Lonnie Simmons is an American record producer from Los Angeles, California. He is founder and president of the now-defunct Total Experience Records. As a composer, he co-wrote several #1 R&B songs for his label's major acts, The Gap Band and Yarbrough and Peoples.
|Associated acts||The Gap Band, Yarbrough and Peoples|
Lonnie Simmons operated an LA nightclub in the mid-1970s called "The Total Experience" (The club made several appearances in movies like Dolemite and Black Fist). Simmons' nightclub booked R&B-oriented musical acts, and Simmons interest in music led him to buy a studio. In 1978, he signed a little-known R&B act, the Greenwood, Archer and Pine Street Band, (shortened in 1973 by a typo to the Gap Band) to his production company, and secured them a record deal with Mercury. The band, consisting of twelve members, was reduced officially to the three Wilson brothers. Their first Total Experience produced single, 1979's "Shake" went to #4 on the R&B charts.
Simmons' skills as a composer, however, would take the Gap Band to the next level. When they released The Gap Band II late in 1979, a song Simmons co-wrote with the Wilson brothers, "Oops Upside Your Head" not only matched the success of "Shake" on the R&B charts, reaching #4 also, but exceeded it by propelling the album to over half-a-million in sales. Simmons had co-written only one song on The Gap Band, but co-wrote six of The Gap Band II's seven tracks.
In 1980, Charlie Wilson went on a trip to Dallas and came back with 2 new friends: Cavin Yarbrough and Alisa Peoples. After a brief audition, Simmons exchanged contact information with them. When they showed up in LA, he suggested they record a demo with the label's other producer, who also served as their songwriter. They recorded the demo, and when he heard it, Simmons had yet another act in his ranks: Yarbrough and Peoples. That year, Simmons co-wrote two songs which peaked on the R&B charts at #1 back-to-back: "Burn Rubber on Me (Why You Wanna Hurt Me)", which was released on The Gap Band III, and "Don't Stop the Music" which was released on Yarbrough & Peoples' debut album, The Two of Us. The latter album went gold, while the former went platinum, selling over a million copies.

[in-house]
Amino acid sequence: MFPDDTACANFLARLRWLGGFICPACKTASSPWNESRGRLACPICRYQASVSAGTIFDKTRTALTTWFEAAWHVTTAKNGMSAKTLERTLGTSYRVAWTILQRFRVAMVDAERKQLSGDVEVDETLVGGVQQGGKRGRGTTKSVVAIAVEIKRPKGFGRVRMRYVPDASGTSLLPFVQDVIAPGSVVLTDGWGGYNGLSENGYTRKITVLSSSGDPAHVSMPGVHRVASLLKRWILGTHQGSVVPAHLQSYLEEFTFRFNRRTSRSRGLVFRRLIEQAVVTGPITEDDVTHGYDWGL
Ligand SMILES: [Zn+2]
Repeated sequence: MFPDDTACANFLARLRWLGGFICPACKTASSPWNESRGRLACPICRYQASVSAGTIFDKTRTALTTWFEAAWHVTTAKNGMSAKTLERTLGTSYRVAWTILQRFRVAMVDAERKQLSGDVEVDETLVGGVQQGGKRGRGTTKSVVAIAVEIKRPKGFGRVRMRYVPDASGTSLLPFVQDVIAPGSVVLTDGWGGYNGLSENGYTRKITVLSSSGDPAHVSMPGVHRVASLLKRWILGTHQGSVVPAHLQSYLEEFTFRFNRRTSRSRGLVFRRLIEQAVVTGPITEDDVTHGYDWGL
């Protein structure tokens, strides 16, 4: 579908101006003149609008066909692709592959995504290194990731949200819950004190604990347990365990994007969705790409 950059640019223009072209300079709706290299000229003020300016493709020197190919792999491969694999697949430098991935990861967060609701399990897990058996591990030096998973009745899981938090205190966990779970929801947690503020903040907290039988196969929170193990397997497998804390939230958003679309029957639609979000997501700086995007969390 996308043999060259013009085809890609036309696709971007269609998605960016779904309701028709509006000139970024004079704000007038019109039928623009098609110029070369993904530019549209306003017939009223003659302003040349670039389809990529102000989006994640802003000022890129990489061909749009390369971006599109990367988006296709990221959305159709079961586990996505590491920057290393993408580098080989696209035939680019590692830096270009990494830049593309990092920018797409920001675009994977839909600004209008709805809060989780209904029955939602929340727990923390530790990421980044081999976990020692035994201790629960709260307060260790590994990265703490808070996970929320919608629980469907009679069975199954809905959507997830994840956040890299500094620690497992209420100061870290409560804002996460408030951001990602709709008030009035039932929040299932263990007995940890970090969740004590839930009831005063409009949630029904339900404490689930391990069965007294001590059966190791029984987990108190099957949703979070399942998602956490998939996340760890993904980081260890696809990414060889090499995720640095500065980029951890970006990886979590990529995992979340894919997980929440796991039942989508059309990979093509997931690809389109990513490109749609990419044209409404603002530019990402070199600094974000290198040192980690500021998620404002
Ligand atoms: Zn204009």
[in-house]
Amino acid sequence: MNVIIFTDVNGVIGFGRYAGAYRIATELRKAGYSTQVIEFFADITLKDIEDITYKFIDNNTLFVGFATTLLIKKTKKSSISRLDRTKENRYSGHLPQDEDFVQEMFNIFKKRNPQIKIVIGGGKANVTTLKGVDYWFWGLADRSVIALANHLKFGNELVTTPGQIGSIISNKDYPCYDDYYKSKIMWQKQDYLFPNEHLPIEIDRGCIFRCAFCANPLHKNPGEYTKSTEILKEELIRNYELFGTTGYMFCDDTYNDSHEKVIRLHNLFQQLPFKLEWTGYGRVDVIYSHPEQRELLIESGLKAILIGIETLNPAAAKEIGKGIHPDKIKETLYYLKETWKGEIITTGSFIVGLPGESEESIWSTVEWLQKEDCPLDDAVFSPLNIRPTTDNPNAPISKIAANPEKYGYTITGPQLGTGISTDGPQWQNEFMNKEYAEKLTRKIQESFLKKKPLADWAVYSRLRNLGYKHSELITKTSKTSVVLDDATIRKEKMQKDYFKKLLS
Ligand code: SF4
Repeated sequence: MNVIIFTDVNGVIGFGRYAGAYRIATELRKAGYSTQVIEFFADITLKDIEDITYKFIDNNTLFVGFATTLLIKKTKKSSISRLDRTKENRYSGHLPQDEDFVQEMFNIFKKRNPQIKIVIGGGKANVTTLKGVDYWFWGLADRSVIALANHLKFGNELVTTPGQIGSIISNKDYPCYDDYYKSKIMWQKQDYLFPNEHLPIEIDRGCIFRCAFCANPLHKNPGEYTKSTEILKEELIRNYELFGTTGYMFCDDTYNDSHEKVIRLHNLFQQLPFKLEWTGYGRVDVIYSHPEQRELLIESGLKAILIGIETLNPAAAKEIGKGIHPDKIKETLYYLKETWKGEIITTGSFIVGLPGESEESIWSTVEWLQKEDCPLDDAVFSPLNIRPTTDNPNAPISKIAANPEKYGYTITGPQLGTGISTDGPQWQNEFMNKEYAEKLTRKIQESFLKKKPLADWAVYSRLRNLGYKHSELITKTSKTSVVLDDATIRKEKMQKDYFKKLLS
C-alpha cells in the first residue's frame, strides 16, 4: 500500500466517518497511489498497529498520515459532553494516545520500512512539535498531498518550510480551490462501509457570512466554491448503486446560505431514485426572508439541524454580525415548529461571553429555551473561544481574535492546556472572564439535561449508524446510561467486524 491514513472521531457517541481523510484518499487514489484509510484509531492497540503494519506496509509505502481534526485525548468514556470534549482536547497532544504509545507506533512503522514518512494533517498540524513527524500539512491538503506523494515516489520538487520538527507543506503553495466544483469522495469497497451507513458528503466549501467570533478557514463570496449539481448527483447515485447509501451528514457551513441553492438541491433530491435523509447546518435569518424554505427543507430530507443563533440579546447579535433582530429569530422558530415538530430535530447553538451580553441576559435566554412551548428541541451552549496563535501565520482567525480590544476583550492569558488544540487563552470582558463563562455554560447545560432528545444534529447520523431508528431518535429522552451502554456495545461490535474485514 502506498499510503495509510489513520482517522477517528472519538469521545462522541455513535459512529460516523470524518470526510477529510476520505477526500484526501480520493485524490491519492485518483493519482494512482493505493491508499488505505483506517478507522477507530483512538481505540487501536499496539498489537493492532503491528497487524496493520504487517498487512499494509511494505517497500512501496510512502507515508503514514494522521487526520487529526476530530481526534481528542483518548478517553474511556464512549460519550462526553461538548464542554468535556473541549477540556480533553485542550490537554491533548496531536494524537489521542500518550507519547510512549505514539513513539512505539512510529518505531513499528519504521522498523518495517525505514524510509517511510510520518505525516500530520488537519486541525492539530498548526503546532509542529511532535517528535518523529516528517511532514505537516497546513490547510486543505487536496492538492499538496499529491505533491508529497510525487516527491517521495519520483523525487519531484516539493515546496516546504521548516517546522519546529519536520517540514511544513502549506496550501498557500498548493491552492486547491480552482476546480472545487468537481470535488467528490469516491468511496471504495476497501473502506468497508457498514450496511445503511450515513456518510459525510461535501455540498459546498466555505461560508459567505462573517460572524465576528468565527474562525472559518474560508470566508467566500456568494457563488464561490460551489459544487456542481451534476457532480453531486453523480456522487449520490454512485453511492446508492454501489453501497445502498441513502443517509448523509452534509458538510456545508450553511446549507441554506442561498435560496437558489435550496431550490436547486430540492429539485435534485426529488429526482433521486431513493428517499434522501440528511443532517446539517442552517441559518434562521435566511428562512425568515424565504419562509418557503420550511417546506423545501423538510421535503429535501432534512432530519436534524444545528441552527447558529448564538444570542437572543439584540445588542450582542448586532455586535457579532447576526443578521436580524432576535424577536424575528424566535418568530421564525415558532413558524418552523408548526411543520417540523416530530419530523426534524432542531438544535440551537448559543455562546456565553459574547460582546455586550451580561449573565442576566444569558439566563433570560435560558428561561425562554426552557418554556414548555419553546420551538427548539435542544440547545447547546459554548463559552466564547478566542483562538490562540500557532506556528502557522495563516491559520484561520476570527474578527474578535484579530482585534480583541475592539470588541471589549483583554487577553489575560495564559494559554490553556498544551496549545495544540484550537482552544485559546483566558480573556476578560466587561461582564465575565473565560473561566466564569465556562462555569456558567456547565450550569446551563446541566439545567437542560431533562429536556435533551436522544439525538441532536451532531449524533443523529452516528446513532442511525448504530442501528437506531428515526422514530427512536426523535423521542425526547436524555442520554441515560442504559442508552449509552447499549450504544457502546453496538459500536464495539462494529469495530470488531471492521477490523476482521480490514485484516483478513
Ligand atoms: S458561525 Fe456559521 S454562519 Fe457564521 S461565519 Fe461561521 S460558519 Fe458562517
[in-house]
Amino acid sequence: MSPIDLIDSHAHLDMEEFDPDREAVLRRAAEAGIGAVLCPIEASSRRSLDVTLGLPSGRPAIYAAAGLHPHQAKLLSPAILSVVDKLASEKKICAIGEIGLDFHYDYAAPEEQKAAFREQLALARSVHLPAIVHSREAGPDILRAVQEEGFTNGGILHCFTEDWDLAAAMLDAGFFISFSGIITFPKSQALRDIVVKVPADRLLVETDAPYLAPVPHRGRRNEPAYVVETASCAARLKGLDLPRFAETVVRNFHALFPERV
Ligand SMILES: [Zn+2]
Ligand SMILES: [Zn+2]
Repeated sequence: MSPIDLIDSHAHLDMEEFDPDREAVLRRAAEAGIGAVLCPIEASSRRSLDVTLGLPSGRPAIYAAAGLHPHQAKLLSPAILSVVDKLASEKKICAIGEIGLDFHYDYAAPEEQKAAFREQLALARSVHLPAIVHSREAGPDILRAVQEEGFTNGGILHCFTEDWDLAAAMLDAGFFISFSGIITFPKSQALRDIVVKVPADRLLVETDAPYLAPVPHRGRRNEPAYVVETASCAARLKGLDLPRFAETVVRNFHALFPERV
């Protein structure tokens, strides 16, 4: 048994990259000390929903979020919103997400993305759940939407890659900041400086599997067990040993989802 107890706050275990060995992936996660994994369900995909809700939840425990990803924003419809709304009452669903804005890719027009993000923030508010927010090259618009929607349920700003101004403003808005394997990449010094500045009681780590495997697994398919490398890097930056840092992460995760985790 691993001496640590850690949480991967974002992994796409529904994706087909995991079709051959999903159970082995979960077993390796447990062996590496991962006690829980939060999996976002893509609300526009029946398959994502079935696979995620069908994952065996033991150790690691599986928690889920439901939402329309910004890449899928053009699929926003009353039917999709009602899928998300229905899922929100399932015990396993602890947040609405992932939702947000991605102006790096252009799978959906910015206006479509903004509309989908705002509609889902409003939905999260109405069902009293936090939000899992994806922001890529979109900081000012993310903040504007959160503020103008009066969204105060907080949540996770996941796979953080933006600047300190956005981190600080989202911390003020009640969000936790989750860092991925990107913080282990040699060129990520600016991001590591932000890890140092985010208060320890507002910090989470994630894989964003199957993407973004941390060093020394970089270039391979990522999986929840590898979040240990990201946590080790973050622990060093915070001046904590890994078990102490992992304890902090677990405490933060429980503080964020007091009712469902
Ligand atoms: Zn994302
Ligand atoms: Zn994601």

Simmon's winning streak continued in 1981, when he formed Total Experience Records and convinced Mercury's parent company PolyGram to distribute the label's recordings. He then signed the Gap Band and Yarbrough & Peoples to the Total Experience label. Gap Band IV was released in early 1982 and spawned three singles, which all peaked in the top-40 on the dance charts and top-2 on the R&B songs: #1 "Early in the Morning", #2 "You Dropped a Bomb on Me" (Both of which Simmons helped write), and #1 "Outstanding, the first two of which Simmons wrote. The album went platinum within a year. Later in 1982, he signed Robert "Goodie" Whitfield to the label. His debut album, Call Me Goodie peaked at #31 R&B.
The Gap Band's 1983 release, Gap Band V: Jammin' (#2 R&B, #28 Billboard 200) saw Simmons take a reduced writing/producing role, co-writing only one song. The album went gold, headlined by the only Simmons co-penned single, "Party Train", which went to #3 on the R&B charts. Yarbrough and Peoples released Hearbeats that year, and it peaked at #25 R&B, and the title-track went to #10 R&B. One of their 1984 singles, "Be a Winner", topped the R&B charts.
In 1984, Total Experience began a new distribution deal with RCA Records.
Even though his two major acts produced hits well into the mid-80s, Total Experience began to falter. During 1984 and 1985, the label expanded from three acts to fourteen, including Bernie Hamilton & the Inculcation Band and Switch. Not a single one of the newcomers released more than one album with Total Experience (Two of them only produced one song) and none of them scored any hits. Meanwhile, Yarbrough and Peoples got married and moved back to Texas, and Goodie quit. This left the Gap Band as the label's sole act by 1986.
The Gap Band's subsequent releases, Gap Band VII and Gap Band 8 received chart success due to heavy radio airplay, but sold few actual copies. The Gap Band's final hurrah with Total Experience, Straight from the Heart got a top-40 song from the title track, but failed to sell, causing the Gap Band to leave for Capitol Records.
With no acts remaining, Lonnie dropped out of music and his company turned to motion picture and video production, which he apparently still does to this day.